Fans of expansive-rock (this is the new euphemism for modern prog, by the way) rejoice, as it has been revealed that absolute heroes of the genre The Mars Volta have started on their new album, the first since last year's Octahedron, which received a reasonable reception from us (via StereoKill and our own boards).
A few days ago a tweet indicated that the Texan group were over at InfraSonic Sound Studios in Los Angeles getting to work on whatever they had to get to work on. It read:
The Mars Volta in-studio here for pre-production.
Which is clear enough. I guess the entire process - lyrics, music and all - has been going on for a while now, but it's undoubtedly good news that something more concrete is happening, especially after all the talk of various recordings being ditched and general uncertainty.
As alluded to in a recent interview with Rolling Stone Magazine, Omar Rodriguez-Lopez - for so long the sole driving force behind the band in the studio - has learned to let others have a go, too. How, exactly? Well, from working as a director on his (well, released ones anyway) film debut, The Sentimental Engine Slayer, which we posted about here.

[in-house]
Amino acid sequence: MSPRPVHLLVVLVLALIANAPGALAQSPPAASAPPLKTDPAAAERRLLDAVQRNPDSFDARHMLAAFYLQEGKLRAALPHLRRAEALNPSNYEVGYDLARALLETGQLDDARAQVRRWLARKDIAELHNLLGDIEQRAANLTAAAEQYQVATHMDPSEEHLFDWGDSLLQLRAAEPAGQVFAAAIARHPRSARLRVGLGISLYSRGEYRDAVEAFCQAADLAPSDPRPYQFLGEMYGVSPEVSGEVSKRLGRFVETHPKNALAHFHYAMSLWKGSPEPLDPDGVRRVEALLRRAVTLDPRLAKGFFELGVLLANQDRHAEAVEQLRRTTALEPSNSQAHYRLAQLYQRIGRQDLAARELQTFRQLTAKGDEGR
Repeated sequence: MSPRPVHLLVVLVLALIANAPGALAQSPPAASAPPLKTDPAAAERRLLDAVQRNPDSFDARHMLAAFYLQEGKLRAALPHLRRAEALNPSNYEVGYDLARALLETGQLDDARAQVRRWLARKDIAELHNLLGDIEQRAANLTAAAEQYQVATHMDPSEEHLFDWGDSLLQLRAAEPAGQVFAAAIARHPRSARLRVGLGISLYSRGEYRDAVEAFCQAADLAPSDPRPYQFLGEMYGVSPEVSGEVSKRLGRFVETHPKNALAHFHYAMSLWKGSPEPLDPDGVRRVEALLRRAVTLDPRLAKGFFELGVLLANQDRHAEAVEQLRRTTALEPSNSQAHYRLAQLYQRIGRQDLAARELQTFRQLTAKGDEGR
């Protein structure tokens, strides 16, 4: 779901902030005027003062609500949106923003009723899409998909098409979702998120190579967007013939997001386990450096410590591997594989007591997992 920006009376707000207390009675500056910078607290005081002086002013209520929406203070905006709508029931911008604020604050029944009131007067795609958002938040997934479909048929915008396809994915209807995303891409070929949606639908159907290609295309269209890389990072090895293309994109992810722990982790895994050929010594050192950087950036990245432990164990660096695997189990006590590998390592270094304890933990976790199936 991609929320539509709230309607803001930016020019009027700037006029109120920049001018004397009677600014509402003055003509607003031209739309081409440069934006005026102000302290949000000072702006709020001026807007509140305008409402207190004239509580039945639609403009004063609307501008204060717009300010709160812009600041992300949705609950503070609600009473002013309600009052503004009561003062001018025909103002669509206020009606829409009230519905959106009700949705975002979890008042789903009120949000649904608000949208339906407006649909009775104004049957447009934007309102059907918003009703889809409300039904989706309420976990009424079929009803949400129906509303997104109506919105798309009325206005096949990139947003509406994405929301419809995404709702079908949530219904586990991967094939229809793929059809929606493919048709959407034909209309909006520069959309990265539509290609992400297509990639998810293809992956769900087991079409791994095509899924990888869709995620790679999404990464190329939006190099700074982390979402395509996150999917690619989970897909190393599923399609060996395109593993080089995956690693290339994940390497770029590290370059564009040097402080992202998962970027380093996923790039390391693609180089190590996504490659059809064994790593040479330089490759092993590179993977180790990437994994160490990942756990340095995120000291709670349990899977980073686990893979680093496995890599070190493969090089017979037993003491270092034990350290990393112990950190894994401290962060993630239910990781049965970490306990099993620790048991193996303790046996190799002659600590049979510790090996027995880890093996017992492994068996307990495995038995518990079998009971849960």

He said that it's been hard for him to gradually release control of the recording and writing process, with the music being handed over to Cedric Bixler-Zavala, who is penning the lyrics for the album, in isolation.
"This is very hard for me and there's not a day where I look at the phone and don't want to call him, asking, 'You got something? Come on!' This is my first challenge, to let him do it at his own pace. He's always painted by what I told him, and I didn't say anything. I want his stories."
"I've had 10 years of being a dictator. From 2002 to 2007, I cannot tell you how unfun it must have been to be around me. I worked from 11 in the morning until 2 in the morning, no breaks, no going out for lunch, no days off.
"I drove an engineer mad. Another renounced me. I understand it now. And now, I stop, I eat lunch, I play with the dog, and I get four times as much done now than when I was choking it to death. Now I come back invigorated. I'm definitely happier."